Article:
The most recent battlefield is Iraq, the second largest oil producer in OPEC after Saudi Arabia. China’s interest in buying ExxonMobil’s 32.7% stake in Iraq’s supergiant West Qurna 1 oilfield will result in its control of three of Iraq’s supergiant oil fields, namely Majnoon, Rumaila and Qurna 1 oilfields. And by taking over the contract for the crucial Common Seawater Supply Project (CSSP) which ExxonMobil isn’t keen to go ahead with, China will virtually be in control of Iraq’s oil industry. The CSSP is pivotal for Iraq’s plans to raise its production to a minimum of 7 mbd and a maximum of 12 mbd by transporting sea water from the Persian Gulf to oil production facilities to boost the pressure and recovery rates at key oil reservoirs in Iraq.
The Emerging New World Order?
More than two centuries ago, Napoleon Bonaparte uttered a wise dictum that “China is a sleeping giant. Let her sleep, for when she wakes she will move the world’. Now this giant is hell-bent on dethroning the United States as the ‘indispensable superpower’ and establishing a new world order.
During his four years in the White House, President Trump has placed blame squarely on China for a wide range of grievances including intellectual property theft, unfair trade practices and recently, the COVID-19 pandemic. Trump even insisted on calling the pandemic the “China virus” and vowed that China is going to pay for what the pandemic has done to the United States. Early on he started a trade war against China.
The Pandemic may have sharpened the race for a new world order. And whilst it may have shown an aspect of rivalry between the United States and China, their rivalry goes far beyond the pandemic. It is about the next world order and who will emerge as the dominant power in the 21st century. It is also about the petro-yuan supplanting the petrodollar as the oil currency of the world.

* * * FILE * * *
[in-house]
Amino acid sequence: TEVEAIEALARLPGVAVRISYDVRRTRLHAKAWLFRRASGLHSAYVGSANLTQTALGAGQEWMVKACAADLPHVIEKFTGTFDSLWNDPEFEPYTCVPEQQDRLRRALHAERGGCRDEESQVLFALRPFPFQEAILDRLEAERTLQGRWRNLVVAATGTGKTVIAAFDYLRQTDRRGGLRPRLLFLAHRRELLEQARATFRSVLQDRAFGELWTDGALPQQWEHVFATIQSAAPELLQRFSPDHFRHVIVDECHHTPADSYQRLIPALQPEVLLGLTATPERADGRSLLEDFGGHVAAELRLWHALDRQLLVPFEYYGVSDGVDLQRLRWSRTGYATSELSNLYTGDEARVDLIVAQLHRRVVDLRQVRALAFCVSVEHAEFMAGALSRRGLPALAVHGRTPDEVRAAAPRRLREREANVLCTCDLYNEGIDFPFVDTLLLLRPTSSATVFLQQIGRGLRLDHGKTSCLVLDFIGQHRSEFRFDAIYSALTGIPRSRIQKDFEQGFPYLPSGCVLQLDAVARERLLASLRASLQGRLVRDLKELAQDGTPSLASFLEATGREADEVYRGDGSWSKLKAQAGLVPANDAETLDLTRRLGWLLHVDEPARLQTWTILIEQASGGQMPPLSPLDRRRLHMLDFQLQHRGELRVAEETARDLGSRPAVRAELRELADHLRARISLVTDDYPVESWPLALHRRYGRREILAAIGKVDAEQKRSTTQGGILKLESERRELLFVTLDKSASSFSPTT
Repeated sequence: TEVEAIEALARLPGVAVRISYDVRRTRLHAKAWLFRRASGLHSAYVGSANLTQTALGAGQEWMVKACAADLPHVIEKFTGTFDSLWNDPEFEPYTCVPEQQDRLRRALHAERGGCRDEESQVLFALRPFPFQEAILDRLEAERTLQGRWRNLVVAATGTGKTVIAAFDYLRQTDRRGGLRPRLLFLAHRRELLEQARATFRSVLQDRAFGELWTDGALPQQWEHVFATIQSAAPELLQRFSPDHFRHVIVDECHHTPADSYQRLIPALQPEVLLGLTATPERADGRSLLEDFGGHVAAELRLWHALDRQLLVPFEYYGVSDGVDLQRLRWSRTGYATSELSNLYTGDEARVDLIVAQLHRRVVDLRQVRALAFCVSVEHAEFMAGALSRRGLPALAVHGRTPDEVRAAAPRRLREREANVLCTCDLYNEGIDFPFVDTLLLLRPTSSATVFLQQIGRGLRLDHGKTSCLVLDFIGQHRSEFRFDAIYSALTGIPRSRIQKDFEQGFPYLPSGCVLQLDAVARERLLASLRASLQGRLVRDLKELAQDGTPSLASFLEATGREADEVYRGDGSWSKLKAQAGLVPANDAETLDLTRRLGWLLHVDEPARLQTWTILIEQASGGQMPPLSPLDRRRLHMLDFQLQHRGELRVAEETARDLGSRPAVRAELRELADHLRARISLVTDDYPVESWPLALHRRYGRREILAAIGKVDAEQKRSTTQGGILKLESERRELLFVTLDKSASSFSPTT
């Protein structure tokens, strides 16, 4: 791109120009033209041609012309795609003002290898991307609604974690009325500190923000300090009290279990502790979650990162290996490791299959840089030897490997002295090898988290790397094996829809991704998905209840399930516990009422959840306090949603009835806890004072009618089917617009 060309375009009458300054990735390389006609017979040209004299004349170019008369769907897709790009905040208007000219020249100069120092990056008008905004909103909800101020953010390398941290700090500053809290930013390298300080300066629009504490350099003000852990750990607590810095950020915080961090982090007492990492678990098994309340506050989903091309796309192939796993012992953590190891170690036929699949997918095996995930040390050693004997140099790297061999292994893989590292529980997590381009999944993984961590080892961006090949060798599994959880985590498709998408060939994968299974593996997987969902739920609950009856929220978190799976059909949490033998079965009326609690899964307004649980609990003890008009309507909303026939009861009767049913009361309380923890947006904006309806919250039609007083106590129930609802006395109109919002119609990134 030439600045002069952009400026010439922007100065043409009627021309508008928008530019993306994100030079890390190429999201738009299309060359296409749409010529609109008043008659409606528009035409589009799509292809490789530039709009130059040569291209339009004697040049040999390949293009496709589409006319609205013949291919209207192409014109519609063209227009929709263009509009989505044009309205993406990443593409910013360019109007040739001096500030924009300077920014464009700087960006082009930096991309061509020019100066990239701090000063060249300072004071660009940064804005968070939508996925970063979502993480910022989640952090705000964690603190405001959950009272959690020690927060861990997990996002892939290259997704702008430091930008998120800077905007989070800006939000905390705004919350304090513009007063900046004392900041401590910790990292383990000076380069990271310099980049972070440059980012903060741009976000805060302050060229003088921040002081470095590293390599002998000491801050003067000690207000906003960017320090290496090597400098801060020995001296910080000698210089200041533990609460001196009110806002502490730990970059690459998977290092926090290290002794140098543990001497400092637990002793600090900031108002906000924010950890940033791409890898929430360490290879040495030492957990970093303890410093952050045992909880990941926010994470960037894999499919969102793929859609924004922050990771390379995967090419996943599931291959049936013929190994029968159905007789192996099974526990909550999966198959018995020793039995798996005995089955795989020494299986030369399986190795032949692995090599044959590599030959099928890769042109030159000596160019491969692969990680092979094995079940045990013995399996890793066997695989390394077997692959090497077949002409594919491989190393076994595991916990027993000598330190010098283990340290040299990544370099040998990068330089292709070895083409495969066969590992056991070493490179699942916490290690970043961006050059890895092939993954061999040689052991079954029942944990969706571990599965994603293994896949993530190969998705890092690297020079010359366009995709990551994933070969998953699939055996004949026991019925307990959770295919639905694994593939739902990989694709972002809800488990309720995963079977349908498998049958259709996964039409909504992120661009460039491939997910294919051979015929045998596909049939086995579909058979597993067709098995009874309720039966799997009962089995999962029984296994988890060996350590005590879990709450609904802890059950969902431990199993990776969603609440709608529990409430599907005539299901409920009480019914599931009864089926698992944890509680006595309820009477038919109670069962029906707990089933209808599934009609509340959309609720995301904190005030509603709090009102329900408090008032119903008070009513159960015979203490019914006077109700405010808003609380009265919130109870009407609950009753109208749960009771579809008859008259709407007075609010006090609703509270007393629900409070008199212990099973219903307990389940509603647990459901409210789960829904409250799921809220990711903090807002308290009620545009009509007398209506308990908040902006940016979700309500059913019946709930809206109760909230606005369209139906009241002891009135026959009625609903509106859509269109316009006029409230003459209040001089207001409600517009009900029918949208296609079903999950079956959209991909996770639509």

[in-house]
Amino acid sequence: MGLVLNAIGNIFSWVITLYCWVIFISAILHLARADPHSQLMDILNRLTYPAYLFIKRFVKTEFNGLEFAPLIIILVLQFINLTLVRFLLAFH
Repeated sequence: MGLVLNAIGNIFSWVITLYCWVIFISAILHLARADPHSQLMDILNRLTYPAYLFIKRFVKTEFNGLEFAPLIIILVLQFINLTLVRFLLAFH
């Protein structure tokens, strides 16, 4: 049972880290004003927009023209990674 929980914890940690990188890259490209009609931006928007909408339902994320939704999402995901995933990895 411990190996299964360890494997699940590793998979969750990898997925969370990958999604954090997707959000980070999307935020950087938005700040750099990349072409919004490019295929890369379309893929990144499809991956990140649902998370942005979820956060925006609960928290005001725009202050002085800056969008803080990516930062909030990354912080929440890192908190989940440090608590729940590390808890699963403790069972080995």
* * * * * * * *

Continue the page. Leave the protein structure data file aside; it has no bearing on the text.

The inevitable rise of China is being underpinned by the fact that it is the workshop of the world, the growing importance of the petro-yuan, the Belt and Road Initiative (BRI) and the Russian-Chinese strategic alliance.
The BRI has enabled China to integrate its economy in the global trade system far more than the United States’. Moreover, by offering loans and helping most countries of the world modernize their infrastructure and starting wealth-creation projects, China’s economy is benefiting immensely by expanding the market for its global trade. China’s economy is the world’s largest estimated in 2020 at $29.5 trillion based on purchasing power parity (PPP) compared with $21.5 trillion for the United States.
The Election of Joe Biden as US President
Under President Trump, the world has been one of "America First" nationalism, ditching international agreements that he believed gave the US a raw deal.
Under Joe Biden, the United States is expected to return to policies based on mutual global cooperation and benefits and grounded in international institutions.
At the top of Joe Biden's to-do list is to control the pandemic in America and attend to the US economy which had shrunk by 32.9% in the second quarter of 2020 and still contracting.
President-elect Biden will also focus his attention on repairing strained relationships with allies, especially NATO and the European Union (EU) and re-joining the Paris Climate Agreement, which is one of the international accords that Trump dumped.
Afterwards he will have to deal with the unfinished trade war with China, Iran’s nuclear deal and the crippling crisis in Venezuela.
1-Relations with China
The intensifying anti-China rhetoric in the United States and direct attacks on China by President Trump during the presidential elections meant that he was preparing to break the truce reached in December 2019 and resume the trade war immediately after the US exits the lockdown. However, he lost the elections.
The measures he has taken recently to extend the United States’ blacklist of Chinese companies which are allegedly military-controlled are intended to escalate tensions with China before President-elect Biden takes office thus making it difficult for Biden to improve relations with China and end the trade war.